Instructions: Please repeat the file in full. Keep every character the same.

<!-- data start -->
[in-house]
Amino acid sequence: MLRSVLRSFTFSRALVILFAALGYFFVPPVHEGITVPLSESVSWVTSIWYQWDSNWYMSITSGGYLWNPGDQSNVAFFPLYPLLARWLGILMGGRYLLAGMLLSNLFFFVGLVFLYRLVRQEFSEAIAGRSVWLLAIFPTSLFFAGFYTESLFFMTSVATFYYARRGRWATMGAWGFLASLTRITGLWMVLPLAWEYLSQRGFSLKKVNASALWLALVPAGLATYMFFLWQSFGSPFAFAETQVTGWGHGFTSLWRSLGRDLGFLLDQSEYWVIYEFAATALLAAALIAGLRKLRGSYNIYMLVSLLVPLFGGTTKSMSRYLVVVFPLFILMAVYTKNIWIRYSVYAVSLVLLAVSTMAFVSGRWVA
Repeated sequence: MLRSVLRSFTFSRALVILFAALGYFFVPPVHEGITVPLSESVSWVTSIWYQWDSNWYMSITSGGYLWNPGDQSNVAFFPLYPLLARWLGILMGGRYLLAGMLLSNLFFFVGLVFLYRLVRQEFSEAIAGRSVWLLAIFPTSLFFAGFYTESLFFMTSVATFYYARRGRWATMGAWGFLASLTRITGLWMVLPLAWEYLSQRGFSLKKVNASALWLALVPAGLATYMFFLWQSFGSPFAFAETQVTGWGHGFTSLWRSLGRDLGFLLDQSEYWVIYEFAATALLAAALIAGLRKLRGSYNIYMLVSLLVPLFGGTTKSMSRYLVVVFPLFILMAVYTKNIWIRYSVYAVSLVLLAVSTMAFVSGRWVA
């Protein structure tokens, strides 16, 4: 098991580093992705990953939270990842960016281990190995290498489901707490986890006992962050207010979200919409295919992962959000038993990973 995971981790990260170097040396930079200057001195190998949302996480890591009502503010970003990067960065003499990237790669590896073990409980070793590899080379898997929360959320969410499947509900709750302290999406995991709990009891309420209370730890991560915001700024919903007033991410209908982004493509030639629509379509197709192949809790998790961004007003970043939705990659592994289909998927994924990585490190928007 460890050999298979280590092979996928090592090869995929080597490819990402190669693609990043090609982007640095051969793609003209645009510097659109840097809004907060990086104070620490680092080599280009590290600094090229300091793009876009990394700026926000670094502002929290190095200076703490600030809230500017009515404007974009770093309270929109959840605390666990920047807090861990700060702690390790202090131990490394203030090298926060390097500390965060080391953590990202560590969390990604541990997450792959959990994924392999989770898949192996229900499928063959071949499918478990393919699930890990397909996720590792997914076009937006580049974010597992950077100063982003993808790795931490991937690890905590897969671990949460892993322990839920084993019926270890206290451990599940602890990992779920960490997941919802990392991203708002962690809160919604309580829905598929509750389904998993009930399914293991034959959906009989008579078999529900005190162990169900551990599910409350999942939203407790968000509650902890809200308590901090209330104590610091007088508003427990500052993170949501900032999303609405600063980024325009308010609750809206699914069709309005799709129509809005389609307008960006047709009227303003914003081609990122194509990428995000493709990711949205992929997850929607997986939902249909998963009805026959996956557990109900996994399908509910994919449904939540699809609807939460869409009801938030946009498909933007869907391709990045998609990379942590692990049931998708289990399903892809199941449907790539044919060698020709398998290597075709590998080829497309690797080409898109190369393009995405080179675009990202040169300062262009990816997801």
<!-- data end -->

[in-house]
Amino acid sequence: MLRSVLRSFTFSRALVILFAALGYFFVPPVHEGITVPLSESVSWVTSIWYQWDSNWYMSITSGGYLWNPGDQSNVAFFPLYPLLARWLGILMGGRYLLAGMLLSNLFFFVGLVFLYRLVRQEFSEAIAGRSVWLLAIFPTSLFFAGFYTESLFFMTSVATFYYARRGRWATMGAWGFLASLTRITGLWMVLPLAWEYLSQRGFSLKKVNASALWLALVPAGLATYMFFLWQSFGSPFAFAETQVTGWGHGFTSLWRSLGRDLGFLLDQSEYWVIYEFAATALLAAALIAGLRKLRGSYNIYMLVSLLVPLFGGTTKSMSRYLVVVFPLFILMAVYTKNIWIRYSVYAVSLVLLAVSTMAFVSGRWVA
Repeated sequence: MLRSVLRSFTFSRALVILFAALGYFFVPPVHEGITVPLSESVSWVTSIWYQWDSNWYMSITSGGYLWNPGDQSNVAFFPLYPLLARWLGILMGGRYLLAGMLLSNLFFFVGLVFLYRLVRQEFSEAIAGRSVWLLAIFPTSLFFAGFYTESLFFMTSVATFYYARRGRWATMGAWGFLASLTRITGLWMVLPLAWEYLSQRGFSLKKVNASALWLALVPAGLATYMFFLWQSFGSPFAFAETQVTGWGHGFTSLWRSLGRDLGFLLDQSEYWVIYEFAATALLAAALIAGLRKLRGSYNIYMLVSLLVPLFGGTTKSMSRYLVVVFPLFILMAVYTKNIWIRYSVYAVSLVLLAVSTMAFVSGRWVA
């Protein structure tokens, strides 16, 4: 098991580093992705990953939270990842960016281990190995290498489901707490986890006992962050207010979200919409295919992962959000038993990973 995971981790990260170097040396930079200057001195190998949302996480890591009502503010970003990067960065003499990237790669590896073990409980070793590899080379898997929360959320969410499947509900709750302290999406995991709990009891309420209370730890991560915001700024919903007033991410209908982004493509030639629509379509197709192949809790998790961004007003970043939705990659592994289909998927994924990585490190928007 460890050999298979280590092979996928090592090869995929080597490819990402190669693609990043090609982007640095051969793609003209645009510097659109840097809004907060990086104070620490680092080599280009590290600094090229300091793009876009990394700026926000670094502002929290190095200076703490600030809230500017009515404007974009770093309270929109959840605390666990920047807090861990700060702690390790202090131990490394203030090298926060390097500390965060080391953590990202560590969390990604541990997450792959959990994924392999989770898949192996229900499928063959071949499918478990393919699930890990397909996720590792997914076009937006580049974010597992950077100063982003993808790795931490991937690890905590897969671990949460892993322990839920084993019926270890206290451990599940602890990992779920960490997941919802990392991203708002962690809160919604309580829905598929509750389904998993009930399914293991034959959906009989008579078999529900005190162990169900551990599910409350999942939203407790968000509650902890809200308590901090209330104590610091007088508003427990500052993170949501900032999303609405600063980024325009308010609750809206699914069709309005799709129509809005389609307008960006047709009227303003914003081609990122194509990428995000493709990711949205992929997850929607997986939902249909998963009805026959996956557990109900996994399908509910994919449904939540699809609807939460869409009801938030946009498909933007869907391709990045998609990379942590692990049931998708289990399903892809199941449907790539044919060698020709398998290597075709590998080829497309690797080409898109190369393009995405080179675009990202040169300062262009990816997801």